The School of Engineering celebrated the accomplishments of 11 alumni and friends during a gala awards banquet held on March 15, 2011. The celebration capped a day in which the new inductees to the School of Engineering Hall of Fame presented seminars and panel discussions on widely ranging topics, including America’s highway infrastructure, the “intrapreneurial mind,” the role of university/industry/government collaboration in research, entrepreneurial mentorship, GE’s strategies of reducing water consumption, and strategies for women engineers in a predominately male profession, among others.
In his introductory remarks, Dr. Peter Nicholls, UConn’s Provost and Executive Vice President for Academic Affairs, applauded the School on the important economic contributions made by faculty and alumni and noted that in his meetings with state legislators, the School of Engineering is always a point of pride. Surveying the diverse assembly, he reflected upon the generosity and critical support of alumni, industrial partners and friends in building a stronger UConn community, championing the university, supporting new business launches and collaborating with faculty.
Dean of Engineering Mun Y. Choi, Associate Dean for Research & Strategic Initiatives Kazem Kazerounian, Assistant Dean for Undergraduate Education & Diversity Marty Wood, and Dr. Nicholls presented the Distinguished Engineering Service and Academy of Distinguished Engineers awards. In receiving their awards, each of the new inductees reflected upon their relationship with UConn and the strong influence it had on their career or current endeavors. Several mentioned specific engineering professors who profoundly influenced their educational and career choices. The recipients unanimously lauded Dean Choi for his leadership in transforming the engineering culture into a more agile, business-friendly and collaborative environment.
The Distinguished Engineering Service awards honor individuals who have generously provided service, time and resources to the School of Engineering. The Academy of Distinguished Engineers honors alumni whose careers are characterized by their sustained and exemplary contributions to the engineering profession.
Receiving the Distinguished Engineering Service Awards were:
Al Brockett is Vice President of Engineering – Module Centers for Pratt & Whitney, East Hartford. During his 32-year career with the company, he has held positions of increasing responsibility in systems and module center engineering, and operations. In 2002, he received the ASME Hartford Section Engineer of the Year Award. He has fostered strong alliances between Pratt & Whitney and the UConn School of Engineering. He led Pratt & Whitney’s establishment of a Center of Excellence at UConn for advanced research in the field of advanced sensors, diagnostics, and controls for use in aircraft propulsion systems. He also spearheaded the United Technologies Corp. effort establishing the “Engineering Ambassadors” program among UConn and several other universities, aimed at attracting greater numbers of qualified female and minority students into engineering professions. He serves on the Advisory Boards for the Georgia Tech University School of Aerospace Engineering, the UConn School of Engineering, and Pennsylvania State University School of Mechanical and Nuclear Engineering. Mr. Brockett is also Board Chairman for Infotech Aerospace Services—Puerto Rico, and a director for Infotech Enterprises—India. He earned his B.S. in mechanical engineering from Oklahoma State University.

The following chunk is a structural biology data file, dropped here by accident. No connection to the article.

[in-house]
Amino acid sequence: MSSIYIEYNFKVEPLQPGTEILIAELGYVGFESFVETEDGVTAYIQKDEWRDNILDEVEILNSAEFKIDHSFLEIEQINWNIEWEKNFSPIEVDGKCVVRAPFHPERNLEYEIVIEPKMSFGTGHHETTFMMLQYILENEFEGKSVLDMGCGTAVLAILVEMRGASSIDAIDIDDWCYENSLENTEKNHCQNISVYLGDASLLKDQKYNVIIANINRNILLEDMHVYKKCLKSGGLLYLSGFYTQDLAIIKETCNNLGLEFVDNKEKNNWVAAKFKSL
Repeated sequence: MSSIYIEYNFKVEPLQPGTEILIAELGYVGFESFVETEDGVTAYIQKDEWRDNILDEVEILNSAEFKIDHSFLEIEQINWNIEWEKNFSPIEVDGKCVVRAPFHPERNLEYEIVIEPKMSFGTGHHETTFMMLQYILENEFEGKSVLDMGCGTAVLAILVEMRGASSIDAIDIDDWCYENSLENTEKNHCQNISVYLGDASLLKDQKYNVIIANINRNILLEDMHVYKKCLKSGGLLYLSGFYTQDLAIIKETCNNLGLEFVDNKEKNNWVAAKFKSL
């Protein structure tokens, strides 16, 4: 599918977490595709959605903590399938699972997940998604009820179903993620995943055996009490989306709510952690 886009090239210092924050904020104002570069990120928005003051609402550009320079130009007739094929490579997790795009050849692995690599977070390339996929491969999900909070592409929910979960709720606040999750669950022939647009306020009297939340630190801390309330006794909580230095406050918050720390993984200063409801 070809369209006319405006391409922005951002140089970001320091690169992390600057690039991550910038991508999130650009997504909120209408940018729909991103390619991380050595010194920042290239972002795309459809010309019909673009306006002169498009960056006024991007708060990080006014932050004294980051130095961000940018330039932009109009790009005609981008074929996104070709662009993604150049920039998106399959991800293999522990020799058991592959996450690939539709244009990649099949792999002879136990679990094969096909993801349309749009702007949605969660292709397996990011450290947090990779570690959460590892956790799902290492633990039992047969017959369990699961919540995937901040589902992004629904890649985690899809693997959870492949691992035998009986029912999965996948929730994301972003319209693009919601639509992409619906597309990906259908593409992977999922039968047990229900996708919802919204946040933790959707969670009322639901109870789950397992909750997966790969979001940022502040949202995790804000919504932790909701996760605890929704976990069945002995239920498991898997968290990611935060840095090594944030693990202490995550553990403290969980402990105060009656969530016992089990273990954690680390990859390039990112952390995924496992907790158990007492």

Heidi Douglas is founder and managing partner of Nuventus LLC, serving small to mid-size high tech and life sciences companies. She is a Director at Decision Options, LLC, Corporate Secretary for Mystic Technology Partners Inc., and a co-founder, former President and CEO of MysticMD Inc. Earlier in her career, she was a partner in Deloitte Consulting’s High Technology practice and held managerial positions at Pfizer Inc. and Syntex (USA) Inc. (now Roche Bioscience). In 2010, she received the Connecticut Technology Council’s Women of Innovation award for Entrepreneurial Innovation and Leadership, and in 2009 she received the University of New Haven’s (UNH) Distinguished Alumni Award. Ms. Douglas serves on the UConn School of Engineering Advisory Board and has worked diligently to develop a grass-roots fundraising effort. She is a member of the Connecticut-based Angel Investor Forum and the Community Foundation of Southeastern Connecticut Women and Girls Fund Grant Committee. Ms. Douglas and her husband endowed the Joel S. and Heidi S. Douglas Engineering Scholarship at UConn in 2007. She received her B.S. in biology from UConn, an M.S. in computer and information science from UNH, and an MBA from Rensselaer Polytechnic Institute – Hartford.
Daniel Serfaty is founder, Chairman and CEO of Aptima, Inc. a leader in the emerging field of human-centered engineering, with 125 employees and $25 million in annual revenue. Under his stewardship, Aptima has pioneered the use of quantitative modeling of human systems for the purpose of optimizing system performance. Mr. Serfaty began his career at Alphatech, an MIT-UConn spin-off (now BAE Systems), where—starting as a graduate student—he developed the now widely-used distributed dynamic decision-making multi-person gaming simulator for research on team performance, under the direction of UConn professor David L. Kleinman. He served on the UConn School of Engineering’s Advisory Board(2006-08) and currently serves on UConn’s Electrical & Computer Engineering (ECE) Department’s Industrial Advisory Board. He holds B.S. degrees in mathematics/physics, psychology, and aeronautical engineering from the Universite de Paris and the Technion, Israel Institute of Technology; an M.S. in aeronautical engineering from Technion; and a MBA from UConn. Under Dr. Kleinman, he conducted doctoral work in UConn’s ECE department involving a systematic approach to the analysis of distributed decision-making in dynamic and uncertain environments.